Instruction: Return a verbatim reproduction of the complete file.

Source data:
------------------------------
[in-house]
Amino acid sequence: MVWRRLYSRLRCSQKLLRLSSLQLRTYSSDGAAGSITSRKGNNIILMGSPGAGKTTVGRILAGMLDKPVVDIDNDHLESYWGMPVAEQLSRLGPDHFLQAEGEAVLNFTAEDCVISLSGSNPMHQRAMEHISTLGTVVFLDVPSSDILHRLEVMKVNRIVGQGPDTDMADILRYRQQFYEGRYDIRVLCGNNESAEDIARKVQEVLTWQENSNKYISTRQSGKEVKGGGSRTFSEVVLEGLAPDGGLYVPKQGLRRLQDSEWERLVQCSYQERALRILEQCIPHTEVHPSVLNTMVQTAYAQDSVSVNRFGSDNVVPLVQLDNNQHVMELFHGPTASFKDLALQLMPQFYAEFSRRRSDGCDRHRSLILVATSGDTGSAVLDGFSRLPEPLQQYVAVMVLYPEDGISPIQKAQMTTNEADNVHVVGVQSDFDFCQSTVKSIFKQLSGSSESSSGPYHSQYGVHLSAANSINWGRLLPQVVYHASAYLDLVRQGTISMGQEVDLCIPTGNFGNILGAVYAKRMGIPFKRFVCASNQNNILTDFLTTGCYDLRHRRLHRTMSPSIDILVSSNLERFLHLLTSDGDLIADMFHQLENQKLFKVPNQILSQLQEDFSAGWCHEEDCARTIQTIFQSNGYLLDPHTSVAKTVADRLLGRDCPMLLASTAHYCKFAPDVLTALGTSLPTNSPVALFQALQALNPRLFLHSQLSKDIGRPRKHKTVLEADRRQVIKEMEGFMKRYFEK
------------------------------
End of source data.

[in-house]
Amino acid sequence: MVWRRLYSRLRCSQKLLRLSSLQLRTYSSDGAAGSITSRKGNNIILMGSPGAGKTTVGRILAGMLDKPVVDIDNDHLESYWGMPVAEQLSRLGPDHFLQAEGEAVLNFTAEDCVISLSGSNPMHQRAMEHISTLGTVVFLDVPSSDILHRLEVMKVNRIVGQGPDTDMADILRYRQQFYEGRYDIRVLCGNNESAEDIARKVQEVLTWQENSNKYISTRQSGKEVKGGGSRTFSEVVLEGLAPDGGLYVPKQGLRRLQDSEWERLVQCSYQERALRILEQCIPHTEVHPSVLNTMVQTAYAQDSVSVNRFGSDNVVPLVQLDNNQHVMELFHGPTASFKDLALQLMPQFYAEFSRRRSDGCDRHRSLILVATSGDTGSAVLDGFSRLPEPLQQYVAVMVLYPEDGISPIQKAQMTTNEADNVHVVGVQSDFDFCQSTVKSIFKQLSGSSESSSGPYHSQYGVHLSAANSINWGRLLPQVVYHASAYLDLVRQGTISMGQEVDLCIPTGNFGNILGAVYAKRMGIPFKRFVCASNQNNILTDFLTTGCYDLRHRRLHRTMSPSIDILVSSNLERFLHLLTSDGDLIADMFHQLENQKLFKVPNQILSQLQEDFSAGWCHEEDCARTIQTIFQSNGYLLDPHTSVAKTVADRLLGRDCPMLLASTAHYCKFAPDVLTALGTSLPTNSPVALFQALQALNPRLFLHSQLSKDIGRPRKHKTVLEADRRQVIKEMEGFMKRYFEK